We entered the packed Sambódromo and found our seats. The seats were irrelevant because everyone was standing. The atmosphere was electrifying with all the samba music, the Carnival parade, and people dancing in the stands. The samba schools really went all out with elaborate costumes, pyrotechnics, and floats. There was float in the shape of a fire-breathing dragon and one in the shape of a globe to name a few. There were participants in very shiny and colorful costumes that seemed to make the street glitter as they paraded through. There were also some participants who weren't wearing much of anything. There were floats that contained topless women in g-strings, dancing and waving as they slowly rode through.
After a samba school promenaded all the way through the Sambódromo, the street cleaners would come through in their orange uniforms. They were a crowd favorite because they would start dancing to the samba music while they were sweeping. The crowd would erupt in applause and cheers.
The competition normally runs from 8pm to 6am the next morning during the weekend. After a while, it began to rain. Our tour company was running shuttles between the Sambódromo and the hotels at 1, 3, and 5 AM. Traci and I decided to take the 1 AM bus back to the hotel. I watched more of the competition on TV in our hotel room before finally falling to sleep.
Best Of Carnival Competition
Best Of Carnival Competition
Best Of Carnival Competition
Best Of Carnival Competition
Our last full day in Rio was considered a day of liesure. There were optional tours scheduled. The morning tour options were a trip to a beach located on an island or a gem factory tour. The afternoon optional tour was the Hippie Fair. It was raining that morning so I don't think anyone signed up for the beach. Traci and I decided to do the gem factory tour.
The gem factory tour was a tour of the H. Stern factory where precious gems are made into jewelry. We were given a walkman and head phones for narration as we walked through the exhibit. It is a short, interesting tour through a very upscale property. We actually watched the workers through an observation window as they meticulously create all types of fine jewelry. The tour ended up being a little longer for me because the narrator's voice in my headphones was that of a slow-talking man with a very deep voice - so I thought. Traci came back to find out what was taking me so long to complete the tour. Well, it turns out that the batteries in my walkman were running low and that the voice I heard was not that of a man, but a woman's voice running at a very slow speed. Traci loaned me her walkman so that I could finish the tour. The tour concludes in a big showroom where you can purchase some of the jewelry that is made on the premises. We looked around for a while and then congregated with the rest of our group for our ride to the Hippie Fair.
While we were waiting for the tour van, our tour guides announced to the group that they have our plane tickets as well as our departure times for our flight to Salvador da Bahia. Traci and I, who never gave up our tickets when we arrived in Rio thought this procedure could have been handled much better. There were about 180 people who would be flying to Bahia the next day; however, there were no more than 50 of us there at the optional gem factory tour to hear this announcement. Our group was to be flown to Bahia on three separate flights. The first group would leave at 8 AM the next group at 10 AM and the last group at 4 PM. The people assigned to the 8 AM flight would need to be waiting outside their hotels by 6:30 AM. The tour guides were left with the task of tracking down the members of our group that did not attend the gem factory tour to give them their plane tickets and to let them know what time their flight departs. Traci and I were scheduled for 10 AM flight.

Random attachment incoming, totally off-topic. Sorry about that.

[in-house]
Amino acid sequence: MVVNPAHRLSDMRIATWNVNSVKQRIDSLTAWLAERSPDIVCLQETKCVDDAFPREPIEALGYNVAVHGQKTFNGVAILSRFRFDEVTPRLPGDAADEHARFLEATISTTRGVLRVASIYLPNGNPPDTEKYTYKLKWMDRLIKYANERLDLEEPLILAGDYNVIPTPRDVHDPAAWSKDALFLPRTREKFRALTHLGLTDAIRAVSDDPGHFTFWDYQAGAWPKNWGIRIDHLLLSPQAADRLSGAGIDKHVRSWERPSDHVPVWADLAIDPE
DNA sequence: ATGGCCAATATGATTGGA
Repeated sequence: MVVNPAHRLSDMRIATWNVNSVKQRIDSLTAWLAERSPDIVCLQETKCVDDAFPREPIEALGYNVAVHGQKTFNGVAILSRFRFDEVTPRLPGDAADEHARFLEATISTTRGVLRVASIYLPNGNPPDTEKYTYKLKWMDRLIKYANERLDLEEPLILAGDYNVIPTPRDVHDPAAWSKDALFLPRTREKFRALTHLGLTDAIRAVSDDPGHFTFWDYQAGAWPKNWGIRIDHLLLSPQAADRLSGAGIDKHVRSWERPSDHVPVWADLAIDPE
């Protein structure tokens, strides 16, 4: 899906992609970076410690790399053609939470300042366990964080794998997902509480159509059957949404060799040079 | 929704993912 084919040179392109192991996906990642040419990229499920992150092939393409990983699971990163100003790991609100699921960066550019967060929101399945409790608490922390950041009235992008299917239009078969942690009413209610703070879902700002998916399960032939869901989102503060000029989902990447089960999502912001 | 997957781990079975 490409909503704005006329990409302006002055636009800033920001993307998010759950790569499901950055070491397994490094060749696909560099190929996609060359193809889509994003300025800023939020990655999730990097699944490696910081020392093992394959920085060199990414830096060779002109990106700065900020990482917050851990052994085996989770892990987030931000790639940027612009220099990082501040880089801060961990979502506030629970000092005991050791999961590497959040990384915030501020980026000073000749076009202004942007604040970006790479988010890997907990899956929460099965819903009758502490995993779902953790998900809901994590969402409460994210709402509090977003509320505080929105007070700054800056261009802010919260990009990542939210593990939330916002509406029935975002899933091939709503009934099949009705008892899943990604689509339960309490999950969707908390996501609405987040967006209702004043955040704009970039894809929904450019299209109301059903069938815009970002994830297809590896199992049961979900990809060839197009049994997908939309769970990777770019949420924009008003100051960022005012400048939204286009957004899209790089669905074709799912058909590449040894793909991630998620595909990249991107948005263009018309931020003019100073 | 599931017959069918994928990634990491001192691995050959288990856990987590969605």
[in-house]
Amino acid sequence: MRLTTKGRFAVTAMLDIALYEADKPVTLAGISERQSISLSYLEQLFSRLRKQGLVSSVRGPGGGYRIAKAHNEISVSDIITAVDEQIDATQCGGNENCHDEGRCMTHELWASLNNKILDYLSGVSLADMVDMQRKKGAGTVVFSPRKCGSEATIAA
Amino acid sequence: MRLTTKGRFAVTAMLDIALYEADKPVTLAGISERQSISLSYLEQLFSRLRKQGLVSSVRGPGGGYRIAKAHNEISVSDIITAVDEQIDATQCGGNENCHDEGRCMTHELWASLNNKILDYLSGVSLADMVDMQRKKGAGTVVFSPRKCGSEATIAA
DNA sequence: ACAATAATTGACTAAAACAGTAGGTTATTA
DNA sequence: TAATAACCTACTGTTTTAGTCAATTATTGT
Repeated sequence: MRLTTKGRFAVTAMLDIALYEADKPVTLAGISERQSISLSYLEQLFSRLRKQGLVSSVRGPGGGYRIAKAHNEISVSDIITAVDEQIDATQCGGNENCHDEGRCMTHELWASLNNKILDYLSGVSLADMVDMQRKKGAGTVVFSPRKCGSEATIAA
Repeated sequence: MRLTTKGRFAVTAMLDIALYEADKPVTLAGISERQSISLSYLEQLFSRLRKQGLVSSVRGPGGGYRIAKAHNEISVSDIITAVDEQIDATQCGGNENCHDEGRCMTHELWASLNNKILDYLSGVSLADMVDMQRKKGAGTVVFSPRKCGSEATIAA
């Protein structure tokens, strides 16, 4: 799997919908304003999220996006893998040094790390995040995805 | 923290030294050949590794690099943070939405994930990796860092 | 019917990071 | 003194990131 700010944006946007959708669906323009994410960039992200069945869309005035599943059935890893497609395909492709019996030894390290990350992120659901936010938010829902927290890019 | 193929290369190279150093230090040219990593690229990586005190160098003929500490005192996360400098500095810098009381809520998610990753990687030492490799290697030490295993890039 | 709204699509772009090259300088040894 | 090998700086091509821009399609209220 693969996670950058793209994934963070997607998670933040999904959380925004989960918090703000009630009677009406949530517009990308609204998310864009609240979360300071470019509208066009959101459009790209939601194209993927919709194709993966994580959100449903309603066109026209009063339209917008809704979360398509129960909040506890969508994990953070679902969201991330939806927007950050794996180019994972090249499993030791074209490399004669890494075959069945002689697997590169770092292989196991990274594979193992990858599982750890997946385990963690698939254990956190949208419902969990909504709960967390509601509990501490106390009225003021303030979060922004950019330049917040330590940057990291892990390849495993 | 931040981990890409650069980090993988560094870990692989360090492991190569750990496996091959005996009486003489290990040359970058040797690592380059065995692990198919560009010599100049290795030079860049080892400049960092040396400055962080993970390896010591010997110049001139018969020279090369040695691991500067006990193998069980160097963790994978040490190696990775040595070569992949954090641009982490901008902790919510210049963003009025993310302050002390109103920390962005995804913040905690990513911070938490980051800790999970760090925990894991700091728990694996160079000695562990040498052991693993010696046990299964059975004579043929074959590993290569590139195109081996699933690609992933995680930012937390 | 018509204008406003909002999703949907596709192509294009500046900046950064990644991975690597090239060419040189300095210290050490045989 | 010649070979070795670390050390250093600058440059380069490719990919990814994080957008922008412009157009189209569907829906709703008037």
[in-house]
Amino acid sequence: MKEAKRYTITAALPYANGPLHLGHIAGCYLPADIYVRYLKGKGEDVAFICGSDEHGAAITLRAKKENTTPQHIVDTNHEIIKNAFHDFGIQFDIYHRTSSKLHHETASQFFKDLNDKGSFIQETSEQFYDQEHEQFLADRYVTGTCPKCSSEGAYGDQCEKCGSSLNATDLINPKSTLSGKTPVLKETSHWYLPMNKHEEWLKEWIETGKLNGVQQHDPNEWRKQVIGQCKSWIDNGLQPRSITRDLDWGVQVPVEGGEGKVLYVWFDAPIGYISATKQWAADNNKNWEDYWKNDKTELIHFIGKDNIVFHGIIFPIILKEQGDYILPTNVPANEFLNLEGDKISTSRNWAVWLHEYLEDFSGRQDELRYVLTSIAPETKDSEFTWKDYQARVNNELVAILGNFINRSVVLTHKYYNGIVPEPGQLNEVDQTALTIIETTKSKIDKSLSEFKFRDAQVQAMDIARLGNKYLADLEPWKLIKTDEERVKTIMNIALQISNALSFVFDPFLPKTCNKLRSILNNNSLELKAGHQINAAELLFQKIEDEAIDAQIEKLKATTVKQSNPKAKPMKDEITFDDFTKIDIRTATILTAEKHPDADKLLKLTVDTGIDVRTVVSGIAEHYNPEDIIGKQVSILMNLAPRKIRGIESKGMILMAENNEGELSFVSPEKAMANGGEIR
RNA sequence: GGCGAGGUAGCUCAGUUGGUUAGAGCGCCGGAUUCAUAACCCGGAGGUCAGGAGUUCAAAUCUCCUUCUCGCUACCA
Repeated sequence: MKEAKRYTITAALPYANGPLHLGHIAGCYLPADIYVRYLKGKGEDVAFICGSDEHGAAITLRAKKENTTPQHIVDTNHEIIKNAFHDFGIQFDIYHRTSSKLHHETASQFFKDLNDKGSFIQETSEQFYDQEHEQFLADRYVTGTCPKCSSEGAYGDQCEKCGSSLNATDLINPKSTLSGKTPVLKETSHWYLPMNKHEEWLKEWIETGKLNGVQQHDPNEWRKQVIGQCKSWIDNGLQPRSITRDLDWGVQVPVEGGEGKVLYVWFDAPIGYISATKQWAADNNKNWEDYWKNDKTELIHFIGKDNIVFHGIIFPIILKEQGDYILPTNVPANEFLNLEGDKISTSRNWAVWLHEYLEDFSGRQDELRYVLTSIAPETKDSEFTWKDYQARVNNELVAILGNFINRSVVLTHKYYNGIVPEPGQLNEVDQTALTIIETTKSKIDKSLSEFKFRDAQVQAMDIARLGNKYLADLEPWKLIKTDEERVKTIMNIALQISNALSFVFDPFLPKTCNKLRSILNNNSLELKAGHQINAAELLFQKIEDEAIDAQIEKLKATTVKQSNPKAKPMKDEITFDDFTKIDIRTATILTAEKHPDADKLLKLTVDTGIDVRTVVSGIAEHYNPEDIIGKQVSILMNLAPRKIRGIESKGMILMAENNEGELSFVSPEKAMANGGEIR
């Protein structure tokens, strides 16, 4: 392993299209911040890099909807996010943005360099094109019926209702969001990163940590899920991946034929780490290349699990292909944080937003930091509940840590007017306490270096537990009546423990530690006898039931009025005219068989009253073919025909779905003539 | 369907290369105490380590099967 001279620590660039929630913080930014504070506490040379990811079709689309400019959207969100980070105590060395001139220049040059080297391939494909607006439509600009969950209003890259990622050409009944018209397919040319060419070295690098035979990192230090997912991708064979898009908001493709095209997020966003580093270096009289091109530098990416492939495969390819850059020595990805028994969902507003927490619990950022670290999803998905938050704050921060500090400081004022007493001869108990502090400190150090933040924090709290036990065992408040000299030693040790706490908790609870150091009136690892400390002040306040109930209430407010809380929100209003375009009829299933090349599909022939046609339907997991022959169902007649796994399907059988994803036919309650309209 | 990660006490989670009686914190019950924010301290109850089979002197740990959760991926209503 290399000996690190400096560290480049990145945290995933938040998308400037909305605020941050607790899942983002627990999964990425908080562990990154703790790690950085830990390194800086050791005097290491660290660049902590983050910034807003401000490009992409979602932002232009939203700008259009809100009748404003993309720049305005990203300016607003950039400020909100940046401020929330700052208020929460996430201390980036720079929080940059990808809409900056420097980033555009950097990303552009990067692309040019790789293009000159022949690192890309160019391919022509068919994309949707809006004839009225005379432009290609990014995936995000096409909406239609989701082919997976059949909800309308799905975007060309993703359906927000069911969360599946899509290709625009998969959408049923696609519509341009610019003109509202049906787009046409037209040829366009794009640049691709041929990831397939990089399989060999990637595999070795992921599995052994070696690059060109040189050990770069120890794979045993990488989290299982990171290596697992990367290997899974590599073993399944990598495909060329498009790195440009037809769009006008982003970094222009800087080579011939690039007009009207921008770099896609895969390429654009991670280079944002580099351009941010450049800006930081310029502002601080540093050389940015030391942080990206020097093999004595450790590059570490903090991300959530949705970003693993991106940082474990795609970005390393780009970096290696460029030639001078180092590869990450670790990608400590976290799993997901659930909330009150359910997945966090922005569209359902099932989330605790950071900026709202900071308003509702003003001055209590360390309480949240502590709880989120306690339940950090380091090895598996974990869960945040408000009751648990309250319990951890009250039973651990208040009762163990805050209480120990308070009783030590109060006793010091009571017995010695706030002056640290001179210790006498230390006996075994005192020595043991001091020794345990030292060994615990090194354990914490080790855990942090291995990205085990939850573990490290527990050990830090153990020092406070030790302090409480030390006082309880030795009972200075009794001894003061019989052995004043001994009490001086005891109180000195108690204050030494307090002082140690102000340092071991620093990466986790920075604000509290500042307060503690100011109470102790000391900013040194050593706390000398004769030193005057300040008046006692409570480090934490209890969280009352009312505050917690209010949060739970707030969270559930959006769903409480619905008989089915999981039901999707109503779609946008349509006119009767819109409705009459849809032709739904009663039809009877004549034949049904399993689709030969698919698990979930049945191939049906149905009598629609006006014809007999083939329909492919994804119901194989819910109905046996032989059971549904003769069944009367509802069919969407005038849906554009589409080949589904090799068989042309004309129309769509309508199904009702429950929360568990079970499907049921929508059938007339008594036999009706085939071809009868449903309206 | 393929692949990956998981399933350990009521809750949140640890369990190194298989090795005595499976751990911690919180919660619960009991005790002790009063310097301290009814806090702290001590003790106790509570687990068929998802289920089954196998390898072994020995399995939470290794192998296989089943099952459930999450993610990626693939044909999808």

After a short wait in the pick-up area of the H. Stern jewelry factory, our van arrived to take the group to the Hippie Fair or back to the hotels depending on your choice of afternoon activities. Traci and I opted to go to the Hippie Fair in Ipanema.
The Hippie Fair reminded me of an outdoor flea market. Their were many vendors there selling everything from souvenirs to clothing. The Hippie Fair is open every Sunday until 5 PM. It was raining pretty hard while we were there. Some of the vendors closed their booths temporarily while others continued to do business under the cover of a tarp.
Traci and I walked around the fair for a few hours and bought some small souvenirs. We still were not able to find a decent refrigerator magnet. As a matter fact, we only saw one type of refrigerator magnet the whole time we were at the fair. We later walked around Ipanema and checked out some stores in this modern metropolis. After all that walking, we were starting to get hungry. We weren't sure what we wanted to eat, so we decided to head back to the hotel and see if there were any restaurants on the strip that caught our eyes. Our tour company was not providing transportation to the hotel from the Hippie Fair, so we ended up catching a taxi back.
Traci and I ate dinner that evening at a hotel on the strip that had a reasonably - priced buffet. It was a nice dining room with a window overlooking the strip and the beach. There were several people from our group that were also dining there. The buffet had food such as chicken, beef, pork, fish, corn, potatoes, and salads. The food wasn't great; however, there was a big dessert table that contained pastries, cakes, pies, and fruit. The desserts were very good. We ended up getting full from trying the many different desserts the restaurant offered.
We spent our final evening in Rio de Janeiro packing our bags in preparation for our flight to Salvador da Bahia the next morning. I knew very little about Salvador but I was looking forward to the trip. continue to Salvador da Bahia...